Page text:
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November 14, 2004

Man's Moral Predicament: Pope's Essay on Man, Posner on Liberal Education

Continuing my series of quotes from Alexander Pope's Essay on Man (here and here and here and there) is the first lines of Epistle 2:

Know, then, thyself, presume not God to scan;
The proper study of mankind is man.
Placed on this isthmus of a middle state,
A being darkly wise, and rudely great:
With too much knowledge for the sceptic side,
With too much weakness for the stoic's pride,
He hangs between; in doubt to act, or rest;
In doubt to deem himself a god, or beast;
In doubt his mind or body to prefer;
Born but to die, and reasoning but to err;
Alike in ignorance, his reason such,
Whether he thinks too little, or too much:

I certainly feel that way. The last two lines might be appropriate for my project on God concealing Himself. They also remind me of a conversation at Lily's First Birthday Party last night. We were discussing whether finding utilitarian reasons for ethical behavior was a worthwhile project, or whether it was better to take our gut moral feelings as reliable signs of what is moral and give up on explaining them more basically (all in the context of natural law rather than divine). One point I raised was a reason that someone-- I think Richard Posner-- gave for why we should not expect a liberal education to make people behave better. The uneducated person knows of no moral code expect what his parents taught him, and hence often faces a choice between behaving morally or behaving immorally. The educated person can pick and choose among moral theories, and has learned to rationalize and argue to himself very well, and so can always find a moral reason for whatever foul thing it is he wishes to do.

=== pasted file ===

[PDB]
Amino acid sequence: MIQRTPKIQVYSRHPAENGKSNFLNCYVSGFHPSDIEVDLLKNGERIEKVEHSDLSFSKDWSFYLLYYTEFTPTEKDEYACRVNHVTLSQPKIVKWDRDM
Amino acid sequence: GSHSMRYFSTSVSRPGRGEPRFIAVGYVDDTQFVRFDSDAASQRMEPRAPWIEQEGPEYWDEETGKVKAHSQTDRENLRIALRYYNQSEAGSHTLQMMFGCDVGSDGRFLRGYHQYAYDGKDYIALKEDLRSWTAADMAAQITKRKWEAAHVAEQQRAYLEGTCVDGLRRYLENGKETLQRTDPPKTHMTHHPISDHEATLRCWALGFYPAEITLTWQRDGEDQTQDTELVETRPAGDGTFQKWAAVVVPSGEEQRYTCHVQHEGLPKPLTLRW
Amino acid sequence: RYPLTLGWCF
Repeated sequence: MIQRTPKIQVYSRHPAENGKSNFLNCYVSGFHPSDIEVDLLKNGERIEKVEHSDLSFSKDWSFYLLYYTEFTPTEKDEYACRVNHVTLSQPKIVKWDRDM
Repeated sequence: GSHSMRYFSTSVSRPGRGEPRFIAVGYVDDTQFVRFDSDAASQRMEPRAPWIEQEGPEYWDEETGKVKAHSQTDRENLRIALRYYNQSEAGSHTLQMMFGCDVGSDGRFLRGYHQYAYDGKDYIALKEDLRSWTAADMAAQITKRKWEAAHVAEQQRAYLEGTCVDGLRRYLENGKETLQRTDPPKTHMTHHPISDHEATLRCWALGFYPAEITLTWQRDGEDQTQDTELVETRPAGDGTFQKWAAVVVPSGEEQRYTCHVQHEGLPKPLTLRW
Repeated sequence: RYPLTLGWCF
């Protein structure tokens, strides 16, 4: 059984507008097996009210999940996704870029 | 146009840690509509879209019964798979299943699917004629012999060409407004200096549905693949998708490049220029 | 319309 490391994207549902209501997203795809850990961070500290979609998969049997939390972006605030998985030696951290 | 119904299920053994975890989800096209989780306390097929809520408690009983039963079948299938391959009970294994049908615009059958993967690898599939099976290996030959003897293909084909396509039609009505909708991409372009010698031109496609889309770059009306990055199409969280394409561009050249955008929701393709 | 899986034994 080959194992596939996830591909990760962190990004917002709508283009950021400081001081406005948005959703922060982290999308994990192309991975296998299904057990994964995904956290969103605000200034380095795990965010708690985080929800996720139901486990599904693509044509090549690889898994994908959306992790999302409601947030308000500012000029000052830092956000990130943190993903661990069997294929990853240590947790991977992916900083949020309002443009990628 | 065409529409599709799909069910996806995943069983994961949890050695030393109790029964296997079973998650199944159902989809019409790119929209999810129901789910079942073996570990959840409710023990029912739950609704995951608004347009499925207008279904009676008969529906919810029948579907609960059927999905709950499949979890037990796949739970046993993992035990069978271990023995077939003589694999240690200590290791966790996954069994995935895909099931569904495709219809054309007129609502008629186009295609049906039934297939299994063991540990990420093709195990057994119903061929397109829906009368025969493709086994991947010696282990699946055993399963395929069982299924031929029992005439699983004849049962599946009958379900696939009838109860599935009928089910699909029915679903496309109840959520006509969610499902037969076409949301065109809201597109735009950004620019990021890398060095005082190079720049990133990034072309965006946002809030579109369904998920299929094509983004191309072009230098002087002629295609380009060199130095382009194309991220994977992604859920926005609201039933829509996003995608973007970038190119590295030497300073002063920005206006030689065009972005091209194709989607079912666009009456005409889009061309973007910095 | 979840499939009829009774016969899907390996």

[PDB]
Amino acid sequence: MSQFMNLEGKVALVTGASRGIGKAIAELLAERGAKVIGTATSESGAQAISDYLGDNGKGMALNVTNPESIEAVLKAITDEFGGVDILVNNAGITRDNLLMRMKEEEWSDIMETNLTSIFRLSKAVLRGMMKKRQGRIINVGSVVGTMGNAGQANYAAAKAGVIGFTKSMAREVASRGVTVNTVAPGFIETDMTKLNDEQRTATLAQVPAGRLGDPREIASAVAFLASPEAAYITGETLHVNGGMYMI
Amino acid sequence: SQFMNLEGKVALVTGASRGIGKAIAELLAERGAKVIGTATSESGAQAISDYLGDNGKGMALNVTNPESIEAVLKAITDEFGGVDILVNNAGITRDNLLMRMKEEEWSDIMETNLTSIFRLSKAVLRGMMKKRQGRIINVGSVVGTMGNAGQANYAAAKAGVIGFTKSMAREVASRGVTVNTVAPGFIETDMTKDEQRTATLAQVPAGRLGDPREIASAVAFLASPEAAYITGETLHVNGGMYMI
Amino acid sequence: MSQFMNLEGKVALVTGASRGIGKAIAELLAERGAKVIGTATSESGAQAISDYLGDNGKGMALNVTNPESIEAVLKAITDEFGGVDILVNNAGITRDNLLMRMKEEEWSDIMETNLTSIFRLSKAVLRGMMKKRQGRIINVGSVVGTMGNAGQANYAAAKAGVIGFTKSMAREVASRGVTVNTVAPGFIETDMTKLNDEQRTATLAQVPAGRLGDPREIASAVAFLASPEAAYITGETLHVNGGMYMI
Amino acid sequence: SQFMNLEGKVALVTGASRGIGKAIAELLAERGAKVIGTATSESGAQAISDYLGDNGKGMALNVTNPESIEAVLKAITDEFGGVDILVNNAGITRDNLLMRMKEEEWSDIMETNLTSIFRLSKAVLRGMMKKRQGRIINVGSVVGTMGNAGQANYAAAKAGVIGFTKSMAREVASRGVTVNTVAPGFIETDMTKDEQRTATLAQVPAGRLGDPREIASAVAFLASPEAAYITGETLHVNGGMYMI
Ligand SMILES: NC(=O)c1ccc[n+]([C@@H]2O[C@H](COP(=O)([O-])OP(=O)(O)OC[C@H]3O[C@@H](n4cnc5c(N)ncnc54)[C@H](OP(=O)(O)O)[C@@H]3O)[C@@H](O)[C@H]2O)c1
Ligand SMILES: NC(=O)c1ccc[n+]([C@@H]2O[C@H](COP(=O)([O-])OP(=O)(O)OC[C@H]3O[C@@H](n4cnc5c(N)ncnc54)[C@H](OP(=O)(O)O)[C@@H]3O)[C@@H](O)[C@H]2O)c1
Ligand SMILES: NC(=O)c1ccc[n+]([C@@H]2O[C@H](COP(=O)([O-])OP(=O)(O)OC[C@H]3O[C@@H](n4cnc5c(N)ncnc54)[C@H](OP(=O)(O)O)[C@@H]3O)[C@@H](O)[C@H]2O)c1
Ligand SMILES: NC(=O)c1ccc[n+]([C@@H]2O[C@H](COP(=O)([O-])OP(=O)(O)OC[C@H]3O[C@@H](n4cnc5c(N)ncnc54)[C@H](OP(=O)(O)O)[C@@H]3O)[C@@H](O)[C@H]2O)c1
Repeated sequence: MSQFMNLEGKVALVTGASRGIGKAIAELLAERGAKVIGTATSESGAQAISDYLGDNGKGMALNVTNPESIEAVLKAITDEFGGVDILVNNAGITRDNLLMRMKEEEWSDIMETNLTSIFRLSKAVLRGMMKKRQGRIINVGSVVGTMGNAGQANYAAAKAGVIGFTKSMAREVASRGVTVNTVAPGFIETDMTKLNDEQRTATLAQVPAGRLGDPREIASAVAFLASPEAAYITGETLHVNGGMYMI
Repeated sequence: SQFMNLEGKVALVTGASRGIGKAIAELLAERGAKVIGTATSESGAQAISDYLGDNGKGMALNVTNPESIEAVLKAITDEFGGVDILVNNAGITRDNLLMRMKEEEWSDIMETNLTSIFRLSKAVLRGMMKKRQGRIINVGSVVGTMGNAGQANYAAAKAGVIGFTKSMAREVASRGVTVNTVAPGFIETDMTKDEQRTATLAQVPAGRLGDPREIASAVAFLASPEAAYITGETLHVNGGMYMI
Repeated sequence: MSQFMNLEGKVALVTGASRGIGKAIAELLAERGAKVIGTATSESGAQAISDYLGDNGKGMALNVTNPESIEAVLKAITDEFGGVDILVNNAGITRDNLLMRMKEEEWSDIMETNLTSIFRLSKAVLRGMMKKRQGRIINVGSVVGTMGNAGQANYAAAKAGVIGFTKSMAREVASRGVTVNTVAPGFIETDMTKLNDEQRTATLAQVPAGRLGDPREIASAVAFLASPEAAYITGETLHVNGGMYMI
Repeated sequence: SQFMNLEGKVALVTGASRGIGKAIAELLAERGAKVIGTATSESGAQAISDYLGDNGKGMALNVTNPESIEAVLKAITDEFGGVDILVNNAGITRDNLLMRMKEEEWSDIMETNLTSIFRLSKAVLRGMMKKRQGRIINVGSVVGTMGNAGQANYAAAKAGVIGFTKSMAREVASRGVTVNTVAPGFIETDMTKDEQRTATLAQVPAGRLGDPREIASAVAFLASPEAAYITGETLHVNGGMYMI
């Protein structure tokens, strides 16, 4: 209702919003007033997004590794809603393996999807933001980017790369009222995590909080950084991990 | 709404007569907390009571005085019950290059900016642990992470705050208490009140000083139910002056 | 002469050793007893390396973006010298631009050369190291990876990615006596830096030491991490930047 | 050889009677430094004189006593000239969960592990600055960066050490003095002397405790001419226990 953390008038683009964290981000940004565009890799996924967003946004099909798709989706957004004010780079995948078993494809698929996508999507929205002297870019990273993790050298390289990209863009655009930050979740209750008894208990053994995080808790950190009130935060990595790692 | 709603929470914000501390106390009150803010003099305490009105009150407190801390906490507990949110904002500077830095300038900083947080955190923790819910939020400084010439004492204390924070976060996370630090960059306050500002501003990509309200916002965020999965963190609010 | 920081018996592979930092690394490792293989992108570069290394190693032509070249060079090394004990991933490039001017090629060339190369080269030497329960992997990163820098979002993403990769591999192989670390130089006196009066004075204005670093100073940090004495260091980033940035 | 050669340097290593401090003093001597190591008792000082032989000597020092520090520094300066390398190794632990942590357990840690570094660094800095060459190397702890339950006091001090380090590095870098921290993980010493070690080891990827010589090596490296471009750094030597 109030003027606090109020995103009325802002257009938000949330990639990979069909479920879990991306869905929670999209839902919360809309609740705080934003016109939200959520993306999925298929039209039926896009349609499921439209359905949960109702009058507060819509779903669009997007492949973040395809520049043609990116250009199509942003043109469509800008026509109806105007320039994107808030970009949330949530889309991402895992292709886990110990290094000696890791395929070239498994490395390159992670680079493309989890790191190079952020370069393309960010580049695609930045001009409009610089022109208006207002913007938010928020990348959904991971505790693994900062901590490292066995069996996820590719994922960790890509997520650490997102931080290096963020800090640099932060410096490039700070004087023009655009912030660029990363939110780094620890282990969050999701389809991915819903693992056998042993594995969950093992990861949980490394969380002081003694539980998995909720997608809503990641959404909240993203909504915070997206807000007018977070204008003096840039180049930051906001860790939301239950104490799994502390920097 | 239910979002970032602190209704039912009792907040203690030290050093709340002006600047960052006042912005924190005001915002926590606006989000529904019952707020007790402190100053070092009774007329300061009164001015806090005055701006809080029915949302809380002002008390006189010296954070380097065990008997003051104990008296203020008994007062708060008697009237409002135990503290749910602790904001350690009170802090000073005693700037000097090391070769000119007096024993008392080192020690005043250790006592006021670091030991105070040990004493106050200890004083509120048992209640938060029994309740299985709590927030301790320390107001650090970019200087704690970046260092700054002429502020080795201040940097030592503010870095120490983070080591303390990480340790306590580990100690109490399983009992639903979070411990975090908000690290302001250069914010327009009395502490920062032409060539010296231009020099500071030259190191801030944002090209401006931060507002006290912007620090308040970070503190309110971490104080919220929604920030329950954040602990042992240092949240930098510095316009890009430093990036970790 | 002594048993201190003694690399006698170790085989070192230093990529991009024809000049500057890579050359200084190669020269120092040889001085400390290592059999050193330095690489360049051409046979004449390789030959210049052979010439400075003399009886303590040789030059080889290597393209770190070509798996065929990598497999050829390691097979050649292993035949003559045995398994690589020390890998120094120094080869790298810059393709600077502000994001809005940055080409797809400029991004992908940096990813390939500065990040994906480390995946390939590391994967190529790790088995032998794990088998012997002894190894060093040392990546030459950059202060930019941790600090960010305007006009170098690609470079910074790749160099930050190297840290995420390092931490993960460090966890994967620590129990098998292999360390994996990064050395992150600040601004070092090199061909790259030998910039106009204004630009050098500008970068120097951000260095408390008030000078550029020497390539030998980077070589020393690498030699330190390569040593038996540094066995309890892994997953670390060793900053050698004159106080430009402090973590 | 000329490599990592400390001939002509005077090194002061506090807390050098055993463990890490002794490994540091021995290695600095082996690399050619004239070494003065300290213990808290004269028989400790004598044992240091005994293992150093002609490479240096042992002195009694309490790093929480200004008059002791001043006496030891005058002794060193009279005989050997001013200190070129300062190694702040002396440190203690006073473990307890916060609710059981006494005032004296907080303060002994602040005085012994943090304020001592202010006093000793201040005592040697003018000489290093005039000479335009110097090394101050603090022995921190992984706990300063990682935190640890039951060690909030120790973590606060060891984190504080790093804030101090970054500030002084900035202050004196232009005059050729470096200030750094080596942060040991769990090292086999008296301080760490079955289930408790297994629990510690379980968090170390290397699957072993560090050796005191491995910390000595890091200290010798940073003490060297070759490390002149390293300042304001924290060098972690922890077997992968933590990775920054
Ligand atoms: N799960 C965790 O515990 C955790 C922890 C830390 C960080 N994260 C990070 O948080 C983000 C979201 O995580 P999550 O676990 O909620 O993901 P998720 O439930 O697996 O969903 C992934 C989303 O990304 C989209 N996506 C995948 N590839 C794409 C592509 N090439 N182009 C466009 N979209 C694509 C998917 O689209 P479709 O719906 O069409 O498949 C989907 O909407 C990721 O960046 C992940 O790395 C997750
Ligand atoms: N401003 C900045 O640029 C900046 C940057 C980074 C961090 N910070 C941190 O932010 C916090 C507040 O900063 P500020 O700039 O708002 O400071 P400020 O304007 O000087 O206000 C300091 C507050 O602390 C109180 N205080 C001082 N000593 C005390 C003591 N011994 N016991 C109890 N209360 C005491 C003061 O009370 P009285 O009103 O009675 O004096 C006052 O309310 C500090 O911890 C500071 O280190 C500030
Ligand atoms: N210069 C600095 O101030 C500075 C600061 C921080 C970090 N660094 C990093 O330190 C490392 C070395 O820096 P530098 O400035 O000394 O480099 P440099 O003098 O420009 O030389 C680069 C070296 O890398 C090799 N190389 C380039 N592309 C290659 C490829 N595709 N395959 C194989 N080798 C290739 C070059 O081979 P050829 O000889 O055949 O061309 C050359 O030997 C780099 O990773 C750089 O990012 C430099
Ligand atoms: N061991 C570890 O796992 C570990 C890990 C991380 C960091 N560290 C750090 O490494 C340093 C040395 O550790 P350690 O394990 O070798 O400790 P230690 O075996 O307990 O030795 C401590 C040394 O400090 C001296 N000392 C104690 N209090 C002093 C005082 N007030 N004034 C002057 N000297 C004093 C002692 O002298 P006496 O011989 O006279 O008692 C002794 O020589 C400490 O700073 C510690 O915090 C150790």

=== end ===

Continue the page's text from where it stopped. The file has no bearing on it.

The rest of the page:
Posted by erasmuse at November 14, 2004 07:28 PM

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